Given the quiet and subtle environment, the night can provide undisturbed concentration, helping the watchmaker give life to the beating metal heart, layer by layer. It can only be a passion toward horology that leads the repairman to stay up persistently night after night, to complete challenging tasks that are impossible for most people. In Taipei, Mr. Wang Ching Lung, better known as Wang laoshi (teacher/master in Mandarin), has a double identity, being not only a watch service veteran but also an advisor who has enlightened generations of connoisseurs. Being in the industry for almost four decades, Wang laoshi has been through many industry shifts, but one thing remains constant: his passion for horology.
The story of Wang laoshi demonstrates the spirit of one determined to be a master. Starting as a service trainee at 16 years old, it was not an easy path to begin with, for most of time the “training” was to wipe windows, sweep floor and run errands. There were seldom chances to repair a watch. On a lucky day, he might be allowed to repair alarm clocks because the technique required is less delicate. Admittedly, there were times where he thought of quitting, but it is the perseverance of understanding horology that made him persist on the journey. Every day, after the “job training”, Wang laoshi practiced with broken movements that he bought from second-hand shops, exploring watchmaking from the incomplete parts. This was the beginning for Wang laoshi to learn about vintage watches.
Like many collector’s story, Wang laoshi started his business by selling new watches in the 70’s. At the time in Taiwan, the watch market was different from the western market, being dominated by Orient, Seiko and Citizen. During the quartz crisis, the demand for mechanical watches had shrunk to a point that many believed it would be the end. The situation led to a difficult time for his watch dealing business in Taipei. During this downturn, he sought an opportunity for developing an export business, opening a factory to produce quartz movements.
However, works from the masters never die, and in the late 80’s, people renewed their appreciation for what mechanical watches can do. Unlike today, when the battery in quartz pieces lasts for three to five years, back then it only worked for a year. From time to time when the circuit board had problem, it wasn’t cheap to service. “Realising quartz is actually not as ‘convenient’ as promoted, people took out the mechanical watches they used to own for me to service, which some were already 30 to 50 years old. I always surprised by the craftsmanship in all these good watches, giving life to the movement that lasts for so many years” says Wang laoshi.
Being perhaps the first horological master in Taiwan, Wang Ching Lung laoshi made a big mark in Taiwan’s watch-making history. He humbly mentions that, at the time, there were not many collectors owning a tourbillon, and even if they have one, it was too expensive to lend for study. Referencing from books, Wang laoshi managed to build a running tourbillon from scratch by using limited resources, with his technical mind and sophisticated craftsmanship. To him, the challenge is purely the pursuit of his interest. In 1998, after six years of research and development, the first Taiwan-made tourbillon was finally constructed.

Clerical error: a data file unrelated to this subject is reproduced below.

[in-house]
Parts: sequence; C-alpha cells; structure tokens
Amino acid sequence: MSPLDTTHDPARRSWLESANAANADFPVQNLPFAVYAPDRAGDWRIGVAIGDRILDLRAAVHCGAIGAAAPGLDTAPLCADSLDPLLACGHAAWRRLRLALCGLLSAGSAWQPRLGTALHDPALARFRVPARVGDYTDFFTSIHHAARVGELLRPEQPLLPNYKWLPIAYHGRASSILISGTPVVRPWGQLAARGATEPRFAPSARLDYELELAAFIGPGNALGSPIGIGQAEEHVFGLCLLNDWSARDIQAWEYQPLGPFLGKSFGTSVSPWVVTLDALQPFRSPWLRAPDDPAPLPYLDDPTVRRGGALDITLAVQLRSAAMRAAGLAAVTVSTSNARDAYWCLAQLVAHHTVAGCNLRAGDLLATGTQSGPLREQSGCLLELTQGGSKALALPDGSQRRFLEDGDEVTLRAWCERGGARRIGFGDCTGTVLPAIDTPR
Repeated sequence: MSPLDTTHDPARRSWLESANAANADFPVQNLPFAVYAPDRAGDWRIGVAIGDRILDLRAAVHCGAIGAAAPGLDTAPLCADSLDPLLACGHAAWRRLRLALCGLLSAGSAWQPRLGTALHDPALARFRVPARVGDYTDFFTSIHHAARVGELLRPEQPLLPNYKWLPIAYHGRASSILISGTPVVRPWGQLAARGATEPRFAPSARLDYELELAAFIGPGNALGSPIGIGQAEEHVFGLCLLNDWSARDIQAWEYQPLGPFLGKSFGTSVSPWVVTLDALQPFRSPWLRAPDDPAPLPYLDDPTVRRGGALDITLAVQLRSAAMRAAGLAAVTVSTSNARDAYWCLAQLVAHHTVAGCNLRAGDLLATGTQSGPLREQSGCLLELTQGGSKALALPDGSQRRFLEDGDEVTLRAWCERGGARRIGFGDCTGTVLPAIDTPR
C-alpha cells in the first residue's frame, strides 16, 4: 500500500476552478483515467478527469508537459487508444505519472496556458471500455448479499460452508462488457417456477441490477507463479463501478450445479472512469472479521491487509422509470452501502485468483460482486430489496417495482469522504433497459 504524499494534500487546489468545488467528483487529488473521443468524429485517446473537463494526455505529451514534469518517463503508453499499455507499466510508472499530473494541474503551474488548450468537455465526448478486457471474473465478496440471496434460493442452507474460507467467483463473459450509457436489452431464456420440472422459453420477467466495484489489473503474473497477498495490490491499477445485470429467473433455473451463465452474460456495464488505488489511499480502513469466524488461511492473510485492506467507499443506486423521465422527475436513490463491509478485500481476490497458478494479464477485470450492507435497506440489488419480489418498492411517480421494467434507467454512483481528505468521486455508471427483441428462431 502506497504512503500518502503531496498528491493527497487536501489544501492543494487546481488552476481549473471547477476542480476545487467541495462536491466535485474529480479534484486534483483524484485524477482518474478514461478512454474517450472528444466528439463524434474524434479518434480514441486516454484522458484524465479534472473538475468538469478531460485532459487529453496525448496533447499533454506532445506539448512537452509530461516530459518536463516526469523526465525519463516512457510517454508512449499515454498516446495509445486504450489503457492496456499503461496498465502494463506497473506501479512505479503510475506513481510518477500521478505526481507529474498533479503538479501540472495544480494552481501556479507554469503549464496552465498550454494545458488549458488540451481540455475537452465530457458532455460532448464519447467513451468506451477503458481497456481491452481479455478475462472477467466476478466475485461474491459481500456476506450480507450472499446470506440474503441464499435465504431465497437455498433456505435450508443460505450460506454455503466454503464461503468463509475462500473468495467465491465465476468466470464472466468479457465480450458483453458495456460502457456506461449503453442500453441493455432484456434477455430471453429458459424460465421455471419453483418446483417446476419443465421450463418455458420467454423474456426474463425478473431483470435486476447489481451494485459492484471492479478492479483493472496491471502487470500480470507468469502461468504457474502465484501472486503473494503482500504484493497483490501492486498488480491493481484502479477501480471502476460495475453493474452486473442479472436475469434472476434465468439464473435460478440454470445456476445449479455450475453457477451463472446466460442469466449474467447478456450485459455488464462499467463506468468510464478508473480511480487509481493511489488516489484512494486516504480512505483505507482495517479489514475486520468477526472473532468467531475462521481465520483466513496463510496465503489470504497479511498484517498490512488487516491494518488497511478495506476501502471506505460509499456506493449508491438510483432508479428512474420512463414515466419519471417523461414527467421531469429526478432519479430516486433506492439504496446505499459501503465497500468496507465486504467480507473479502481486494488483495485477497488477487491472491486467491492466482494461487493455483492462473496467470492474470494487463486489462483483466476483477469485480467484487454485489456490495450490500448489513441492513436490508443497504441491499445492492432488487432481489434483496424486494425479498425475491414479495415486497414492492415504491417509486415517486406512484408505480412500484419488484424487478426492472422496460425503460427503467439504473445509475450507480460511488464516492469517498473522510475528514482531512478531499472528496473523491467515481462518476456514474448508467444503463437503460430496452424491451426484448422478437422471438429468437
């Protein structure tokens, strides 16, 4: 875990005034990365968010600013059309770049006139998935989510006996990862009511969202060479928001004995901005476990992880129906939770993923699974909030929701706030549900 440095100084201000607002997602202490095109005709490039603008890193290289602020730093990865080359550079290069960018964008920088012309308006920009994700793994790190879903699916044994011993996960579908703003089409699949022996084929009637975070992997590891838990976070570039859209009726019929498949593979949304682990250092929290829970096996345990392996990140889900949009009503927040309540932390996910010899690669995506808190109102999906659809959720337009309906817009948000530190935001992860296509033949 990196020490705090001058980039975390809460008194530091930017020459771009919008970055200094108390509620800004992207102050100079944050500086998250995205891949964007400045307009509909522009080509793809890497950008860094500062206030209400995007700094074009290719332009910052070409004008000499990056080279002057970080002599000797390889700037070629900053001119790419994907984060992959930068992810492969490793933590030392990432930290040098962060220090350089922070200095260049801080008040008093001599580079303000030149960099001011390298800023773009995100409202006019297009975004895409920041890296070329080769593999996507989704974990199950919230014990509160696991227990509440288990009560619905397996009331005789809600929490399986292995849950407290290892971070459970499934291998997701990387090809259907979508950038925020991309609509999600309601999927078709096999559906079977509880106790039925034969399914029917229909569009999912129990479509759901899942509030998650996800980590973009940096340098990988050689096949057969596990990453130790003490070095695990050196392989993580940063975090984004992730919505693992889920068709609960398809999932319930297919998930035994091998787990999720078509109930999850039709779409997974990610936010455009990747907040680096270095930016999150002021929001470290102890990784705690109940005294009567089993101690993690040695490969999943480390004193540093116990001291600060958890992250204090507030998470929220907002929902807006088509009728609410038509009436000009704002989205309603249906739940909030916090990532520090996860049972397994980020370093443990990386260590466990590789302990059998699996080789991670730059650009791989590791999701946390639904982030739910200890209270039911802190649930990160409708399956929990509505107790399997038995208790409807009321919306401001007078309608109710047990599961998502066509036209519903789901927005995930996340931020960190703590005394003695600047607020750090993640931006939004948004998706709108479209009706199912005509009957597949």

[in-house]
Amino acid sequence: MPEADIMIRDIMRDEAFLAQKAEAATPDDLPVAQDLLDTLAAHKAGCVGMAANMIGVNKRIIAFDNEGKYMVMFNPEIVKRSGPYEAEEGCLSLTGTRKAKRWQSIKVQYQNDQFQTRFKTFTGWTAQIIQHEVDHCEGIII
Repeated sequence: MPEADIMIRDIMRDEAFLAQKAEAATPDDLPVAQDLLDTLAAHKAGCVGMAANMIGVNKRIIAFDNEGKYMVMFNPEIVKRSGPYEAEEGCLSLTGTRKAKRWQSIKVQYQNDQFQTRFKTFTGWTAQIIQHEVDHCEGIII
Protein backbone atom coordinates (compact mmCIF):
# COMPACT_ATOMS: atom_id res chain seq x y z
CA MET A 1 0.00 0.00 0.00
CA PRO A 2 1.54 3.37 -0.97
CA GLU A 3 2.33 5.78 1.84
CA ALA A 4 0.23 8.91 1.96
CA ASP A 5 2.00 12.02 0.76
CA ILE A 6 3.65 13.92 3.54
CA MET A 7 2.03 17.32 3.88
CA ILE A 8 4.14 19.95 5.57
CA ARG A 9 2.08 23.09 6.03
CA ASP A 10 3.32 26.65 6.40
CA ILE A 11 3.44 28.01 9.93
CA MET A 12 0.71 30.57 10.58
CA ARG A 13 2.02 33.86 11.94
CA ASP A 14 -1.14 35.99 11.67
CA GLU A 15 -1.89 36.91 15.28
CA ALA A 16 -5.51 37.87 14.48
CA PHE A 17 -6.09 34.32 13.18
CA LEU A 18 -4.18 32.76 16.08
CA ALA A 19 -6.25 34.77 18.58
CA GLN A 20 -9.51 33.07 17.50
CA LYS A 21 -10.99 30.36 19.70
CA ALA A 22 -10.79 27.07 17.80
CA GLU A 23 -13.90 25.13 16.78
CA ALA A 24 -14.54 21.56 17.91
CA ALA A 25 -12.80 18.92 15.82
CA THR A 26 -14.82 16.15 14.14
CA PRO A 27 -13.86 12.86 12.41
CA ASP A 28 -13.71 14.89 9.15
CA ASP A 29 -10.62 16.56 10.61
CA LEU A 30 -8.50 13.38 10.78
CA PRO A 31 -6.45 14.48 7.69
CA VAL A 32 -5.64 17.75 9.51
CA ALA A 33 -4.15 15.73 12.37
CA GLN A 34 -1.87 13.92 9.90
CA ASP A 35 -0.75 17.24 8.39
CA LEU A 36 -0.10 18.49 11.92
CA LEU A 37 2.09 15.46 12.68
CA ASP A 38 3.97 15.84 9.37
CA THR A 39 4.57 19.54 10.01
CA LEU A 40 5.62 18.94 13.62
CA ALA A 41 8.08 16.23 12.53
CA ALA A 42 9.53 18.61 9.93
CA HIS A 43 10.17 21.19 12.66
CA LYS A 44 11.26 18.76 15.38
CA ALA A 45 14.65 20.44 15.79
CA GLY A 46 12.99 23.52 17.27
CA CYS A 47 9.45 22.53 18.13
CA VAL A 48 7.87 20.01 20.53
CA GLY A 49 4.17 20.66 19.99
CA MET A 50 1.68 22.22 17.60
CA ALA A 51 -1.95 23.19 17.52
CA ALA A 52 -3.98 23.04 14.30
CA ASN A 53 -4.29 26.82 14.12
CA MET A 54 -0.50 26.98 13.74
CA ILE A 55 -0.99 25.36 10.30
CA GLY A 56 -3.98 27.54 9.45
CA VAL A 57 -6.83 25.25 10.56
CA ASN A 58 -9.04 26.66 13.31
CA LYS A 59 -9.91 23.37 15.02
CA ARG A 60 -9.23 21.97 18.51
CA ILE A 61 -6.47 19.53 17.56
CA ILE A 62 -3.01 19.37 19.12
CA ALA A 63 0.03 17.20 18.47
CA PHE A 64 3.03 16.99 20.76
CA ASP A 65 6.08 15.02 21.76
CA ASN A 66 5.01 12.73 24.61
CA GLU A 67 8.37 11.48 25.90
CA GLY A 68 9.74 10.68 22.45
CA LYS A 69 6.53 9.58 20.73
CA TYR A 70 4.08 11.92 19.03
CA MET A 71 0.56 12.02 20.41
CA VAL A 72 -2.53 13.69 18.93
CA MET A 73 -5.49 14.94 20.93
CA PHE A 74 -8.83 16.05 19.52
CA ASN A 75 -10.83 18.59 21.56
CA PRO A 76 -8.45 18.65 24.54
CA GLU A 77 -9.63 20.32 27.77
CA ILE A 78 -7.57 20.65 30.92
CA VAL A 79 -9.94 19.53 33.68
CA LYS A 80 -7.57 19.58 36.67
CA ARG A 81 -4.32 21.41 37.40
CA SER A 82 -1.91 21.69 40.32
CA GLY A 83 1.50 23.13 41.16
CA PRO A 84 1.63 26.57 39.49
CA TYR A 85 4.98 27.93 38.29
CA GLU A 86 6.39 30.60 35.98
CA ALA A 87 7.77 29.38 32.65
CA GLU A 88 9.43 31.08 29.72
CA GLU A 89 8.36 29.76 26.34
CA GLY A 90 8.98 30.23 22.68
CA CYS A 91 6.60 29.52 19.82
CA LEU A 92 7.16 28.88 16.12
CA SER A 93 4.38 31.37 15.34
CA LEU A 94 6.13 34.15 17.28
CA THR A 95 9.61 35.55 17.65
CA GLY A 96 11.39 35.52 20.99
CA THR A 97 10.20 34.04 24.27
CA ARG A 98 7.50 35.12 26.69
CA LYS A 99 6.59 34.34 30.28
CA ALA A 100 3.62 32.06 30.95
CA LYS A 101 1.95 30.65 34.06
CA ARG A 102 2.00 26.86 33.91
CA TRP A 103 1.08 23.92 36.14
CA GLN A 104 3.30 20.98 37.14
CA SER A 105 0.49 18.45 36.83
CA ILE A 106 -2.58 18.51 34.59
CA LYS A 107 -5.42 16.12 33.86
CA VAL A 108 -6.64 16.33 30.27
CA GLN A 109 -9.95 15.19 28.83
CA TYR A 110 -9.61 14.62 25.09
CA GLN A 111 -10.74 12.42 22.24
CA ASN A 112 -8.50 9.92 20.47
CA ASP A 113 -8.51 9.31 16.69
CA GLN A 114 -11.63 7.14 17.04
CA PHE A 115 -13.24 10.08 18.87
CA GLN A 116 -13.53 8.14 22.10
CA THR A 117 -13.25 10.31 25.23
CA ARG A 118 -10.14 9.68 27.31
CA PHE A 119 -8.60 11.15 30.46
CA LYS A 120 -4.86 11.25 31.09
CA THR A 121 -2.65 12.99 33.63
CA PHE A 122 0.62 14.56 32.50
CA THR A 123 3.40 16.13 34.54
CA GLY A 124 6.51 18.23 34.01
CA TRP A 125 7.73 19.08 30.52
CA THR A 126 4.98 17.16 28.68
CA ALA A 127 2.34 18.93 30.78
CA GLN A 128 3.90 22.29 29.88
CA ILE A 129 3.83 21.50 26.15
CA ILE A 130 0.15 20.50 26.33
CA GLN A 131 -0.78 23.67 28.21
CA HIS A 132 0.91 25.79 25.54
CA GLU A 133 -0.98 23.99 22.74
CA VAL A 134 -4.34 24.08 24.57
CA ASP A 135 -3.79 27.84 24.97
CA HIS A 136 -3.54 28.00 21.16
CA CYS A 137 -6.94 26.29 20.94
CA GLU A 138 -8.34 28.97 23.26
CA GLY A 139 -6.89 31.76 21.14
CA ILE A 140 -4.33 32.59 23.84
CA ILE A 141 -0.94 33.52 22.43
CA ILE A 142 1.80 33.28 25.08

This achievement has not stopped Laoshi’s exploration on watches; being the watch industry avant garde, Wang Laoshi set up a vintage watch club in the 90’s. Hosting watch gathering on a weekly basis, Wang laoshi shared his knowledge and vision on horology. In early 2000, he published books on how to identify fake movements from watches, making him the real laoshi.
For now, what can we learn from the master? Having experienced all the ups and downs in the watch market, Wang laoshi has shared some thoughts that bring valuable insights to collectors. While talking about the current watch market, Wang used what happened in the 2000’s as an analogy; that was the time when Chinese buyers just started to participate in the international scene, and modern Patek Philippes’ and pocket watches’ hammer prices kept breaking their own records. This continued until around 2010, when the Chinese collectors matured, and only the top pieces managed to keep their value, while with general pieces, the second-hand prices started to drop faster. Putting the recent wave of rapid growth on the Rolex and Patek Philippe sport watch markets, Wang thinks the relatively rarer pieces would maintain their value positions in future. For brand new pieces, where the market price has tripled or even quadrupled from the actual worth, we may start to see a return to order in 2019. When asked what is the next “hit”, always being humble, Wang suggests, with the Nautilus, Aquanaut and all the Rolex sports watches having been so sought after, it’s the Royal Oak, sharing the touch from Gerald Genta and being another classic, that has great potential to achieve its peak in the coming year.
In the horology world, it’s rare to find masters who are watchmakers, repairmen, collectors and dealers at the same time. And yet here is Wang Ching Lung, who has undoubtedly contributed significantly to the watchmaking culture in Taipei for close to half a century.